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Cancer: The Unwelcome Guest

Empowering Your Relationships in the Battle Against Cancer

by Karen Tripp, MS

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Imagine an unwelcome guest showing up in your living room. Beyond being grotesque, foul smelling, and abusive, the guest is dangerous. The unspoken decision is made not to upset him, so conversation among family members is stilted and planned activities grind to a halt, all because of the fear of how the guest will react. The entire household invests itself in eliminating the unwelcome visitor. This unwelcome guest is cancer.

Cancer comes uninvited into our relationships, leaving frustration, exhaustion, and fear. No relationship is immune. Whether drawing closer to the survivor or subtly pulling away, everyone reacts. But please understand this: cancer’s unwelcome entrance does not give it the right to dominate relationships. You have the power to choose the role cancer will play in your life.

Say the C Word
“For weeks after my diagnosis, I couldn’t say the word ‘cancer,’” says Lisa Clayton, lymphoma survivor. It’s easy to believe that by avoiding a topic, it will become less important. Ironically, the opposite is true. Try having a conversation without saying the word “and.” It’s possible, but only by consistently thinking about the word. If this is true for an innocuous word like “and,” imagine the effort needed to not talk about cancer.

If the research facilities and hospitals are the war rooms in the battle against cancer, then the living rooms of cancer survivors are the trenches.

Author of Article photo

Karen Tripp

Typically, avoiding the topic of cancer is not a decision; it’s a response. Yet the unspoken topic creates isolation at a time when survivors and caregivers need connectedness and unity. Choose to eliminate the toxicity of not speaking about cancer by finding ways to share its impact:

  • Check the impact on your relationship.
    “How are you handling my cancer?” “You seem moody. Are you thinking a lot about your cancer?”
  • Make room for humor.
    It’s true; humor is great medicine.
  • Declare a cancer vacation day.
    Take a day where you don’t talk about cancer or do any cancer-related activities.
  • Find your core support group.
    To whom can you give an honest answer to the question “How are you doing?”

Cope with Stress Openly and Honestly
If the research facilities and hospitals are the war rooms in the battle against cancer, then the living rooms of cancer survivors are the trenches. Families devise battle strategies to lower a survivor’s stress and improve their immune systems. Relationships that were thriving before a diagnosis can become strained from monitoring conversations to avoid stress. Some attempts to decrease stress backfire and actually increase stress. Be focused. Design your own method of coping with stress that builds confidence and engages everyone involved:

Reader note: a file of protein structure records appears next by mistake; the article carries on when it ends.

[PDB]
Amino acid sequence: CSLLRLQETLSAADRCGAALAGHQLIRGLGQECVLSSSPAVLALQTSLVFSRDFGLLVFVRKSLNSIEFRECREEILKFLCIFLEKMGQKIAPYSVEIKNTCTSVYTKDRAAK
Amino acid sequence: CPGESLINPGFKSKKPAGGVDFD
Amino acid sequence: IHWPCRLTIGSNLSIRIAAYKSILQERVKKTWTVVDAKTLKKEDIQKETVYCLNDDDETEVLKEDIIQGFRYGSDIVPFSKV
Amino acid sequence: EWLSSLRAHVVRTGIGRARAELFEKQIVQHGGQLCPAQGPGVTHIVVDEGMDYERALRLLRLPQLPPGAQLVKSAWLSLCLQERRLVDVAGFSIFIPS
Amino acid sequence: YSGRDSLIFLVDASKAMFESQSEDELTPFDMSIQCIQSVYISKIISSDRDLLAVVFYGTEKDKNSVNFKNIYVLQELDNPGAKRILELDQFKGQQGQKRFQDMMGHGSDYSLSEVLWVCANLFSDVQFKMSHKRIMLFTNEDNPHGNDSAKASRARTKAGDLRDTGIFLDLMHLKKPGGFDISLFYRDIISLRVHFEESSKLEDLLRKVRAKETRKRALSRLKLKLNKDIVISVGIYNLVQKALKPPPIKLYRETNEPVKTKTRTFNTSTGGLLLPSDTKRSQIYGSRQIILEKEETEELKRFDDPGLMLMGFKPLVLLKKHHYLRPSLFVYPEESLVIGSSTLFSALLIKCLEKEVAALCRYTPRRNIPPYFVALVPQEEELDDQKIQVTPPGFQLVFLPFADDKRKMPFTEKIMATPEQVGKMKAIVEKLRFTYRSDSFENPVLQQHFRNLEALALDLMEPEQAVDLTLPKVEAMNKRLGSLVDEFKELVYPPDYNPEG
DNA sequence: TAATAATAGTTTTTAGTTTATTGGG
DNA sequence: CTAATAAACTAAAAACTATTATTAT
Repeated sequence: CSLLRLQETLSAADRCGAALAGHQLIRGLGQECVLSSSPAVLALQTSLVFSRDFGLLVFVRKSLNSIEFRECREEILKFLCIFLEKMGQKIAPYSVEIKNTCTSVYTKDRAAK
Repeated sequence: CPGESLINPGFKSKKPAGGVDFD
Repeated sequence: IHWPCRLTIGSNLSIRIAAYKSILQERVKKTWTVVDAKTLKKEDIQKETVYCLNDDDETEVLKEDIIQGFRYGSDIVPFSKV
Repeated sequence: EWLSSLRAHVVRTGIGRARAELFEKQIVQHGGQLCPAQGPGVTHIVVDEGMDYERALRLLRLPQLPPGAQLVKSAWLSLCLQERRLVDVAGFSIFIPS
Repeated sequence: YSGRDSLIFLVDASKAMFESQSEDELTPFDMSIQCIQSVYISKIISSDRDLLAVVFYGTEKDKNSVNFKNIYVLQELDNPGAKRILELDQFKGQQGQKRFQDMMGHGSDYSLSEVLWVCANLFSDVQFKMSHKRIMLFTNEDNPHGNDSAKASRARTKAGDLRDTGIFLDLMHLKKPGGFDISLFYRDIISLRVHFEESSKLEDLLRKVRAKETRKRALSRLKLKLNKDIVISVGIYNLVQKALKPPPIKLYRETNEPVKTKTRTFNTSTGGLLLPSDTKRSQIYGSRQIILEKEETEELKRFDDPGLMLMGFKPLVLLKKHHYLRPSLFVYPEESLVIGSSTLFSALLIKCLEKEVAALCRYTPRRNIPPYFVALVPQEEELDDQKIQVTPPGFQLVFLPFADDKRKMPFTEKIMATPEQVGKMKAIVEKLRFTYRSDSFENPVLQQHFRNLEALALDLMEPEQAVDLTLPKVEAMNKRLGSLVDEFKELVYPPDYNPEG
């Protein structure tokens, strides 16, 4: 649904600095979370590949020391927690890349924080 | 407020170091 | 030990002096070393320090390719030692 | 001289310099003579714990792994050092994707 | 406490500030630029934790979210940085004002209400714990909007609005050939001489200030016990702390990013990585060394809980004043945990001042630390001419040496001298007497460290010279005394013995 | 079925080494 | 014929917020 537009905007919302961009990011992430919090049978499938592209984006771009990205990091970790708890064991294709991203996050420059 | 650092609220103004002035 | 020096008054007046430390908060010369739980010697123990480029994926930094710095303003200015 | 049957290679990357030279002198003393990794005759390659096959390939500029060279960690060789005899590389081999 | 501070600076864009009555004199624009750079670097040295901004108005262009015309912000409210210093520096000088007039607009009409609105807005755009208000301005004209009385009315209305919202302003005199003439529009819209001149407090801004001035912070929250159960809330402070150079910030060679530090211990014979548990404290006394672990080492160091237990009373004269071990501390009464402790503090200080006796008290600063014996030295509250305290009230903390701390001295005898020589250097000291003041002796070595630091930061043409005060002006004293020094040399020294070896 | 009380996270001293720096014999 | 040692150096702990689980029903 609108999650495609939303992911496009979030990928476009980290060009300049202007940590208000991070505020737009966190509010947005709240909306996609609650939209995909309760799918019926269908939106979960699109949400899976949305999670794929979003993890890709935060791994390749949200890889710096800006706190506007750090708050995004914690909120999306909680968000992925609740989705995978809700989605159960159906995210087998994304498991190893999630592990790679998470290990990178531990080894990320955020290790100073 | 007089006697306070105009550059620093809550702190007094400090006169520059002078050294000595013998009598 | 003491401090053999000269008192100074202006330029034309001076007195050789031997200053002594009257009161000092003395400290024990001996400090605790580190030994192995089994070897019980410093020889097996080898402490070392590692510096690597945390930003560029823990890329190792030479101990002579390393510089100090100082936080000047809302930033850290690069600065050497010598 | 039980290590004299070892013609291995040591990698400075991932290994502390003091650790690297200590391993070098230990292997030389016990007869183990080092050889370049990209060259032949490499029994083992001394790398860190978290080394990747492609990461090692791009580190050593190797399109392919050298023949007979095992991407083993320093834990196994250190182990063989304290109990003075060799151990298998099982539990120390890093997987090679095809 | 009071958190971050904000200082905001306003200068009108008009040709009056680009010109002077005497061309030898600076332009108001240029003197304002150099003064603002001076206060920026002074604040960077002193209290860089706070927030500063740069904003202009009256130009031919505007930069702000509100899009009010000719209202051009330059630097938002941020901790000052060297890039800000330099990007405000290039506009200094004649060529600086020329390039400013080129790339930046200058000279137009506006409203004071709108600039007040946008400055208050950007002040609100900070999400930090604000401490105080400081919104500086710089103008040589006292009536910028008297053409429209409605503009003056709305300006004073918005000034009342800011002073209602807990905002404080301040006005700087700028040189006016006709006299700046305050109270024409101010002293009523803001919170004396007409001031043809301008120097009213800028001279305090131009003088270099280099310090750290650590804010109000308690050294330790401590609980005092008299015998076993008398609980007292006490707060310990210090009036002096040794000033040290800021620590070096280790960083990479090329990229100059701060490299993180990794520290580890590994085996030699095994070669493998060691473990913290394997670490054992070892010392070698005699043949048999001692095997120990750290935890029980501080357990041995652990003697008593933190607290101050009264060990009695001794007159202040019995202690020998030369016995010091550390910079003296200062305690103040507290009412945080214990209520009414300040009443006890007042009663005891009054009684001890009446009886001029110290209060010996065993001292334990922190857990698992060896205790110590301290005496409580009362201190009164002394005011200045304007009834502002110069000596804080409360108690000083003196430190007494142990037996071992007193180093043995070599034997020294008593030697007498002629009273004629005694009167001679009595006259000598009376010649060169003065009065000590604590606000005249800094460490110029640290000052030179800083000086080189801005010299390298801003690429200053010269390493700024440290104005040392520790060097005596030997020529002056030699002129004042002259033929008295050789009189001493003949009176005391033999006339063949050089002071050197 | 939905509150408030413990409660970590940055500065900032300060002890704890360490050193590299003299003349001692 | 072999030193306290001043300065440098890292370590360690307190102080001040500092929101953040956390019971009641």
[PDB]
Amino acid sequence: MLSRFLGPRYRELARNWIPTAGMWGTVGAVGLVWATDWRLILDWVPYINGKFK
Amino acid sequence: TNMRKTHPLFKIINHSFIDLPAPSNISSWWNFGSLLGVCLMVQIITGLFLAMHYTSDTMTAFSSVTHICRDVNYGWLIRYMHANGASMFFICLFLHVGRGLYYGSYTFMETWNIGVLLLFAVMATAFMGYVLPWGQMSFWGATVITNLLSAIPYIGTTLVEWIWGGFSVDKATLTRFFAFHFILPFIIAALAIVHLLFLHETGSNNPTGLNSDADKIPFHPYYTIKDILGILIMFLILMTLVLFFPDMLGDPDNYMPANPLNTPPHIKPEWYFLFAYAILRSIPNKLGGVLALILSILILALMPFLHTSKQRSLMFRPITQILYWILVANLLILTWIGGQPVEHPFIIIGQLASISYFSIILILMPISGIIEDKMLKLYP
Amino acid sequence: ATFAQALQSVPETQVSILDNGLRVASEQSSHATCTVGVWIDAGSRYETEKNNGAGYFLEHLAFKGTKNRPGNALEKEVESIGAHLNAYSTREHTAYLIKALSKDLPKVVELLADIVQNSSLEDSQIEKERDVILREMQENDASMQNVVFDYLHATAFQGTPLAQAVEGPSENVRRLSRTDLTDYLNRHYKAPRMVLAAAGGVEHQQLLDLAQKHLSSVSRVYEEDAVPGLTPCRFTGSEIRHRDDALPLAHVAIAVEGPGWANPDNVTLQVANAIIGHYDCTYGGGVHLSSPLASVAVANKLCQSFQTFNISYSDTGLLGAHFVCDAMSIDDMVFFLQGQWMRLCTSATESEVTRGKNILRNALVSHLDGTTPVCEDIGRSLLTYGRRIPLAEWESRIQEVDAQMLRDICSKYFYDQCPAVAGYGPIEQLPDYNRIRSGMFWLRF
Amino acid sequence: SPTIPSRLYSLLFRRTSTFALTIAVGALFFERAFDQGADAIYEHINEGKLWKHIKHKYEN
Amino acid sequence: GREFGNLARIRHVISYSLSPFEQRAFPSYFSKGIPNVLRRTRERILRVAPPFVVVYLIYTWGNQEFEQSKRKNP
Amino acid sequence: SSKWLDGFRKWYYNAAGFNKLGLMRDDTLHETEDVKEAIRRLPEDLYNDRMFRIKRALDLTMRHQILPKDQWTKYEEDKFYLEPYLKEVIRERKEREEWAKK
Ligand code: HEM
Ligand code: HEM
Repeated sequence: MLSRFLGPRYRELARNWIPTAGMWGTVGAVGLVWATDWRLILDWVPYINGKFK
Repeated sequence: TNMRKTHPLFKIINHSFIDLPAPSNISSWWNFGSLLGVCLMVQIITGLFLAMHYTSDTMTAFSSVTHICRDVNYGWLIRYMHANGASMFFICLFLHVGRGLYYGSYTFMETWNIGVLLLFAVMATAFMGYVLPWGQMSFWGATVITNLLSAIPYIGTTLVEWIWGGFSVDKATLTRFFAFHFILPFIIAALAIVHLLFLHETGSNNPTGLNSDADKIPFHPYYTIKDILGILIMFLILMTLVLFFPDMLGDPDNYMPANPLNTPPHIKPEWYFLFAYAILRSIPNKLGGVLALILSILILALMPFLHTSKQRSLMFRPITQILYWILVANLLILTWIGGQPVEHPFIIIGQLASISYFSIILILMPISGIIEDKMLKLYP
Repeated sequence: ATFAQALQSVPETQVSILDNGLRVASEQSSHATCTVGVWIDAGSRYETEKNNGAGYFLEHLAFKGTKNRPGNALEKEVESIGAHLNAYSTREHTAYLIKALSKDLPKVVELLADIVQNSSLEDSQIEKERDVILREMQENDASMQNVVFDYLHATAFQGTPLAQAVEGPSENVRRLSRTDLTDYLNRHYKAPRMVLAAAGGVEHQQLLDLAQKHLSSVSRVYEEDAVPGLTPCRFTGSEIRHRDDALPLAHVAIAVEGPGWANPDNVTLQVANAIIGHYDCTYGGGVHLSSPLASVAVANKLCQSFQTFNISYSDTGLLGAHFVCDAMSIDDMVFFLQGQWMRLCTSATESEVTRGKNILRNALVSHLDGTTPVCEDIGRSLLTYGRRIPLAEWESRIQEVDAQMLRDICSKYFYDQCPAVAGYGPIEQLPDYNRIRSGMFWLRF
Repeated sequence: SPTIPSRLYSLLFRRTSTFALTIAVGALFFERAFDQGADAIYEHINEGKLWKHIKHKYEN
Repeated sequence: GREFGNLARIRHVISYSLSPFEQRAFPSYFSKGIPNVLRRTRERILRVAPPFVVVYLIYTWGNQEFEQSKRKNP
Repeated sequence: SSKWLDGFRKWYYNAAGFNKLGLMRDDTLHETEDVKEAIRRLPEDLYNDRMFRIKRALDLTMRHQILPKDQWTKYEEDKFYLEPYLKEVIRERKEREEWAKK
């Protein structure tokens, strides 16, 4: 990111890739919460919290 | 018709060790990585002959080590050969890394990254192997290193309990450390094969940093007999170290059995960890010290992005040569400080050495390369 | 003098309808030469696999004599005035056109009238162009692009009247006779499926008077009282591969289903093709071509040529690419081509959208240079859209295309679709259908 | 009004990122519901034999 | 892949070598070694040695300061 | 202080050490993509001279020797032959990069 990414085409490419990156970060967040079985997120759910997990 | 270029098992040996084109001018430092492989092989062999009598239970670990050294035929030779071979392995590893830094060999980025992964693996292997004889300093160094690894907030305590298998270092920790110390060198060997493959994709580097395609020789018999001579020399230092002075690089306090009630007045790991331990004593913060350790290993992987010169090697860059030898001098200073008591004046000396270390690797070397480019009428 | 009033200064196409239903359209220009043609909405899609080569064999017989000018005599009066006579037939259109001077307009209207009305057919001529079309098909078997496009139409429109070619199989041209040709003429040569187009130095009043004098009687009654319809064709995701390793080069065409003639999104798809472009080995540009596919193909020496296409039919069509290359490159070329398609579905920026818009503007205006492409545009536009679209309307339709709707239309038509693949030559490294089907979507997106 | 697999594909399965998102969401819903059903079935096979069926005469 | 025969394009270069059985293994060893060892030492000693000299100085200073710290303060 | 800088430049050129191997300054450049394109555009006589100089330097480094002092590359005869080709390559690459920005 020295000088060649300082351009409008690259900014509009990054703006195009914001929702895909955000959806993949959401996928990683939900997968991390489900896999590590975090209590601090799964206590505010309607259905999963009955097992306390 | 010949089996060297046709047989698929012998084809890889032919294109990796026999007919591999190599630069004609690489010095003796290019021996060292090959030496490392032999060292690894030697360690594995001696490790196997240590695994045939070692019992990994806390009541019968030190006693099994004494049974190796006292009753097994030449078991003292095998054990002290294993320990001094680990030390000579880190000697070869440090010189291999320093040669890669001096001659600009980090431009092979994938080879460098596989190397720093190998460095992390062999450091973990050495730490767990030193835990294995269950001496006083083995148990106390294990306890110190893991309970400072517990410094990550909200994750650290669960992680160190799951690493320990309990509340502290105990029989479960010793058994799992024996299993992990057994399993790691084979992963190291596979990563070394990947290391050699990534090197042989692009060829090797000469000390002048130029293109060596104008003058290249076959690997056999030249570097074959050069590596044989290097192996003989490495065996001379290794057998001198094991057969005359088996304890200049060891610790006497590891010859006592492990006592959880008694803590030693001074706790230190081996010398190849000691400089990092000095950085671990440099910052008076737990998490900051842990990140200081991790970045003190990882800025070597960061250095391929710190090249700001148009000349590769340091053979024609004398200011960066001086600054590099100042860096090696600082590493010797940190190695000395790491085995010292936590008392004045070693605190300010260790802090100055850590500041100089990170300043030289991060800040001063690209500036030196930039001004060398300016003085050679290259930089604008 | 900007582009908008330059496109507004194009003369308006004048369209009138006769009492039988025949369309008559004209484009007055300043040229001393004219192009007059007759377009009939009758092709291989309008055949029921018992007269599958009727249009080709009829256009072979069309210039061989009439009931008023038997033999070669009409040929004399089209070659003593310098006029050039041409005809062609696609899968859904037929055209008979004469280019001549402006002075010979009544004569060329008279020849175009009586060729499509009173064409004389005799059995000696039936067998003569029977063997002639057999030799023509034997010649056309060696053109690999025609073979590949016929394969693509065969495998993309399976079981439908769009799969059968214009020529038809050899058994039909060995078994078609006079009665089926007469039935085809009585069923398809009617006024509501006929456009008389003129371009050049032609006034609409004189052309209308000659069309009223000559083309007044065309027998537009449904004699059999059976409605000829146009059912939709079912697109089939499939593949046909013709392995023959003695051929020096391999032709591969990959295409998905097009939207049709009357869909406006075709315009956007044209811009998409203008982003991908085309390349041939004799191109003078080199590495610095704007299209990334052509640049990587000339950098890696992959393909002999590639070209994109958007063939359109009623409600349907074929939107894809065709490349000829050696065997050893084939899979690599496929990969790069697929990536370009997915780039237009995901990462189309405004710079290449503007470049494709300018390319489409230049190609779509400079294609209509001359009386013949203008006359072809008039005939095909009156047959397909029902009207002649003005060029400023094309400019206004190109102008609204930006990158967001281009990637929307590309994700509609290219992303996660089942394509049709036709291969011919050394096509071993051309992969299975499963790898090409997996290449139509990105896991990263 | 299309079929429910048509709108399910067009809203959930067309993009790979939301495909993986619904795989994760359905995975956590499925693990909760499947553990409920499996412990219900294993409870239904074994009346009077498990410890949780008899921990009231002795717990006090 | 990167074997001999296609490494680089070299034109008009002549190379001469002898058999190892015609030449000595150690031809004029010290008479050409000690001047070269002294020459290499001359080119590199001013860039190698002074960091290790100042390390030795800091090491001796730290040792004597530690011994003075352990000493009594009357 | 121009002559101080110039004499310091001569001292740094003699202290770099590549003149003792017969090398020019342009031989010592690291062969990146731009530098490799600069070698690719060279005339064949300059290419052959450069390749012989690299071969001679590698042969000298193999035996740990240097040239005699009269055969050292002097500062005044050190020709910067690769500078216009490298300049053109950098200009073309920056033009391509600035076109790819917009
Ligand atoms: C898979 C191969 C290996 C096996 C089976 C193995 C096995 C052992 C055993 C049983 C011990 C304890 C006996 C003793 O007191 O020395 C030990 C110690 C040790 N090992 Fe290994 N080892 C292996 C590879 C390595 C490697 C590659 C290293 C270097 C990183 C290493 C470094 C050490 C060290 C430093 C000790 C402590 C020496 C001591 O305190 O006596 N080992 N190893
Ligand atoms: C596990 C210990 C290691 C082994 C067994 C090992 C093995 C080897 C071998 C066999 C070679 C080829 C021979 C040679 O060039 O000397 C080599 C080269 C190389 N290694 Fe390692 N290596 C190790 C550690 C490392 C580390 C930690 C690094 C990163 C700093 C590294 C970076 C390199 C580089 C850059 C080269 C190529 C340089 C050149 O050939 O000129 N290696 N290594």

• Ask what activities are stressful.
    Stress is often based on perceptions. One man finds paying bills a stress; another finds it a relief.
  • Life is stressful.
    Reducing stress is a realistic goal; eliminating stress is not.
  • Stress is mostly shared nonverbally.
    Withholding stressful information may create more stress from the impact of the secrecy.
  • Reducing caregivers’ stress is also important.
    When friends ask, “Is there anything I can do?” answer “Yes!”
  • Don’t lie.
    Survivors lying about symptoms and caregivers lying about fatigue can create frustration by not acknowledging the obvious.

Discover New Ways to Care for One Another
One survivor has always cared for his family by working hard but is suddenly not able to work. His caregiver now faces the role of financially supporting the home. Another survivor who spent her life caring for others is now being taken care of by those same people. Both survivors and caregivers need to find new ways to care for others. Remember this: survivors can still give. Symptoms and fatigue may limit physical abilities, but not emotional gifts. Both caregivers and survivors need to be needed, thanked, and included. The list of caring activities below applies to both survivors and caregivers:

  • There’s nothing as sweet as appreciation.
    Say “thank you” frequently, specifically, and passionately.
  • Increase touch instead of decreasing it.
    Hold your father’s hand. Brush your mom’s hair. Rub your wife’s feet. Cuddle a child.
  • Plan a surprise.
    Place notes in the book your loved one is reading, draw smiley faces on the fogged bathroom mirror, put fun stickers on your slippers.

Cancer is unwelcome in your marriage, your family, and your home. But by sharing its impact, cancer’s power to injure your relationships is debilitated. In the battle against cancer, don’t forget the power of words.

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Karen Tripp is a marriage and family therapist and the author of God is Bigger Than Your Cancer. For excerpts and reviews, go to

This article was published in Coping® with Cancer magazine, July/August 2009.